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Aviation & Hospitality Group get some words of wisdom

posted 19 May 2010, 10:01 by Unknown user   [ updated 19 May 2010, 10:16 ]

Jamil Wafa At The British Business Forum At The Movenpick Hotel
Jamil Wafa ‘Self-Made’  article featured in The Arab Times May 19th 2010‘Ambition, Honesty, Perseverance Main Keys To Success

KUWAIT CITY, May, 17: You’d think that being director and chairman of more than ten companies in Bahrain means that the person is born with a silver spoon in his mouth, but you’d be wrong. Prominent Bahraini businessman, Jamil Amin Wafa, is ‘all that’ but he has worked hard for many years to achieve his successes. 

Ambition, honesty and perseverance through the many challenges of the business life are the main keys to success, says Wafa, but you have to be determined and know what you are doing, as long as you don’t cut corners right, left and center.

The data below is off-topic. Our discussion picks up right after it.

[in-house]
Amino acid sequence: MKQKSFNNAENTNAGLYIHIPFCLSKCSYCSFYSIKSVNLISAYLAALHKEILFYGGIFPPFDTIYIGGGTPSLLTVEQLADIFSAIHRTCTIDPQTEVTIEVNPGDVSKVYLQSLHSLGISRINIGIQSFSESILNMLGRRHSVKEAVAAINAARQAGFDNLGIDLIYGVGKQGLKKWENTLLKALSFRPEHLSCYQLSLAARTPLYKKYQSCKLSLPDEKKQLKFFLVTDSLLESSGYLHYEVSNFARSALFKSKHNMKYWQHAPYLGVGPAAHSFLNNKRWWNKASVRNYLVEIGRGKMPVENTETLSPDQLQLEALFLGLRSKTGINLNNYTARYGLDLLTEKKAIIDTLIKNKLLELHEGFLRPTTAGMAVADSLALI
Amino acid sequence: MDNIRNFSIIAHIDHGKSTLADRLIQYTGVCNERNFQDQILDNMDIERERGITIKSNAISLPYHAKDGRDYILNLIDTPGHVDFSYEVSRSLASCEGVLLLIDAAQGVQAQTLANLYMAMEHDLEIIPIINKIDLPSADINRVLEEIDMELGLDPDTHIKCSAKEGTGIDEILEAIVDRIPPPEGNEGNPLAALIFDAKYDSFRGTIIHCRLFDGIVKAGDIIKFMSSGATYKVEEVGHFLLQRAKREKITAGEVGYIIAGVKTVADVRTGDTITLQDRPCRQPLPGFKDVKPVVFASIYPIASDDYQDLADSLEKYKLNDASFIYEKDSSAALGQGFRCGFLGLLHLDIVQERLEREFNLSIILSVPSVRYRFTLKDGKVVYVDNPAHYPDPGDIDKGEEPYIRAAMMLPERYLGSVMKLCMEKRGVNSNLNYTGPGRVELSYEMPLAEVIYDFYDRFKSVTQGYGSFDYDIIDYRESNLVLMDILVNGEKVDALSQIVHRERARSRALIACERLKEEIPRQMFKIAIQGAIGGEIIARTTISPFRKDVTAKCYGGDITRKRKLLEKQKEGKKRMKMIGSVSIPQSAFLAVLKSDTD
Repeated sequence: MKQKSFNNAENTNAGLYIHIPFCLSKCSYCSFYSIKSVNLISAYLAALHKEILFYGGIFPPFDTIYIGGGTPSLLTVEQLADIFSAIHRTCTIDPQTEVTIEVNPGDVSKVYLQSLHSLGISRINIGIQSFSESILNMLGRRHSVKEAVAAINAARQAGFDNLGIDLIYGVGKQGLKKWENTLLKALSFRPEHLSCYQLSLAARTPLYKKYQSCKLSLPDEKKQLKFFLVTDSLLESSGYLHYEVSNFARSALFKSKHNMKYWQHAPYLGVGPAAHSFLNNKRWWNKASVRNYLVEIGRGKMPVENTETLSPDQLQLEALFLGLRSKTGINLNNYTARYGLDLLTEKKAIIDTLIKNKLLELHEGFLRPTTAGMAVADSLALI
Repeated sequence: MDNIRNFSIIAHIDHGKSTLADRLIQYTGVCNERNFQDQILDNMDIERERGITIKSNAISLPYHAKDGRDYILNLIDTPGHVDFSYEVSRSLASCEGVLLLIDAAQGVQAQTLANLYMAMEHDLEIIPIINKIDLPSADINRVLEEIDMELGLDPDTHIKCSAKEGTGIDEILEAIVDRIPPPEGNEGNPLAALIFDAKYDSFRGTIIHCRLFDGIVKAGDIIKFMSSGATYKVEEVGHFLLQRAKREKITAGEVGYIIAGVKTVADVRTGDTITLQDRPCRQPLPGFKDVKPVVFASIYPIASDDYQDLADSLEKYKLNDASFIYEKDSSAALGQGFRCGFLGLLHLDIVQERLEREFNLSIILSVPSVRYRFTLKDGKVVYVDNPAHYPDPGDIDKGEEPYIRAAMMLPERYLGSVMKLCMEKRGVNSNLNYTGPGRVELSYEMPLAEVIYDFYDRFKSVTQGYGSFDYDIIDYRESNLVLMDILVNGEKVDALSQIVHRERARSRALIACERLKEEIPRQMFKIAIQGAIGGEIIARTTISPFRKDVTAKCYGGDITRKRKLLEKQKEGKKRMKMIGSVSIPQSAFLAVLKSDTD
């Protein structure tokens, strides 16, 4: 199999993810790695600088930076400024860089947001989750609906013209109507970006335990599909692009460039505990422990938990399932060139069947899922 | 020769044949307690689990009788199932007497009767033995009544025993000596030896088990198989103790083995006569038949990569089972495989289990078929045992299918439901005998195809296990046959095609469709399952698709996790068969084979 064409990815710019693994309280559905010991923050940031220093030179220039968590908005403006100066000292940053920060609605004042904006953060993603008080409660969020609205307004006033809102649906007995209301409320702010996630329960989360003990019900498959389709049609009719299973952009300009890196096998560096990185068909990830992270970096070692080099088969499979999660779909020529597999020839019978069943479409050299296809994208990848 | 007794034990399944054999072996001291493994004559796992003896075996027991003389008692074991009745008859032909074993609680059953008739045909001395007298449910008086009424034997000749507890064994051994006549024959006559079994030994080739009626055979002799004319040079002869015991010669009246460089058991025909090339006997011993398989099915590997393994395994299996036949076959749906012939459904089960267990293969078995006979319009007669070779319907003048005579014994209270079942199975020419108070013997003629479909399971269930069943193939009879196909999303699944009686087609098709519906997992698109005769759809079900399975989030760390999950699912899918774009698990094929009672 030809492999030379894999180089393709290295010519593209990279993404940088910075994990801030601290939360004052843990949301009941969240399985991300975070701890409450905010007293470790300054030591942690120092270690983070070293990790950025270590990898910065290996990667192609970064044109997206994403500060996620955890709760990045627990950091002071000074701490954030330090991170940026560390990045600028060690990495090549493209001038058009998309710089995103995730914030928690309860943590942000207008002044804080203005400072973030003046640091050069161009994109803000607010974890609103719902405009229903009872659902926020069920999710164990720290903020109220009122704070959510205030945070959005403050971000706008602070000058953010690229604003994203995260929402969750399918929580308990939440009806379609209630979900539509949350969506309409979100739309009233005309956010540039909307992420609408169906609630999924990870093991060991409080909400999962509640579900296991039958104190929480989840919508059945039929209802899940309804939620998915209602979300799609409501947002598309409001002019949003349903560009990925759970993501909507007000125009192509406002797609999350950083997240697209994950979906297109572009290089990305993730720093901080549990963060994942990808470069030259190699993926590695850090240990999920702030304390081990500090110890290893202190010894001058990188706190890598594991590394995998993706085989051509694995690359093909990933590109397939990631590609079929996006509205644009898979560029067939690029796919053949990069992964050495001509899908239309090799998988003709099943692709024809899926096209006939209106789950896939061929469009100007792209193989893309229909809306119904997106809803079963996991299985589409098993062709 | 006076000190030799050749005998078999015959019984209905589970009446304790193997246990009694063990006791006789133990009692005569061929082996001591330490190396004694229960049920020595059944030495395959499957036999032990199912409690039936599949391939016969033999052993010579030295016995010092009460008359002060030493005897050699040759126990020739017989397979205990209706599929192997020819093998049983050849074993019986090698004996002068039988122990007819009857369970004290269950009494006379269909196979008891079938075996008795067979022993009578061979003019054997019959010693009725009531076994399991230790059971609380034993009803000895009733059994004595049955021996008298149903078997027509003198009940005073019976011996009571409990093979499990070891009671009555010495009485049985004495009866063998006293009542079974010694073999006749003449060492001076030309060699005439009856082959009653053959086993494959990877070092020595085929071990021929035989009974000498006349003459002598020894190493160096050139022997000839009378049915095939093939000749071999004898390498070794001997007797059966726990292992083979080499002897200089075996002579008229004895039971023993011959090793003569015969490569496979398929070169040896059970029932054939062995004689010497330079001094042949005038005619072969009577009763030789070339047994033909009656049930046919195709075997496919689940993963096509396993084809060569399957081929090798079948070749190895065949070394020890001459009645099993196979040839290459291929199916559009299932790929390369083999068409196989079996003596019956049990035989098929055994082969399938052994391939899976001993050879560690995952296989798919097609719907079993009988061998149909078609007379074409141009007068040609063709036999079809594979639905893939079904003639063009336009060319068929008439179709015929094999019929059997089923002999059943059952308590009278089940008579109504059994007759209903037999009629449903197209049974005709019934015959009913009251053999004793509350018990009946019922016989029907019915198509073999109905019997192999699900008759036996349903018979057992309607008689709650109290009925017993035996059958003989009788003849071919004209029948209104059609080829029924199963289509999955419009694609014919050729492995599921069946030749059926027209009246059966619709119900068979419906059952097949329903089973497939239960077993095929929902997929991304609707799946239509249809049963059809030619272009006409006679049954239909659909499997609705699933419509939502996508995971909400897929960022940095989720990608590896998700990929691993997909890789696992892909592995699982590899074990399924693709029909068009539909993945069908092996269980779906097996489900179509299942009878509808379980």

“There is no magic formula for success. If you are on the right track, you can never go wrong... Don’t let any upheavals deter you either,” he said.

Jamil Wafa, Chairman and Chief Executive of the Bahraini United International Agencies (Unitag) Group of Companies, was the guest speaker of the British Business Forum — Aviation, Travel and Hospitality meeting Sunday evening. The meeting was held at the Movenpick Hotel — Al-Bida’a and was organized by the United Airlines. 
Wafa spoke about the aviation industry in the region, his life experiences and business ventures that began with working with the BOAC (British Airways) in Kuwait. He inspired the many members and guest of the aviation, travel and hospitality industries with his many stories of successes as well as failures which were overcome with determination and focus.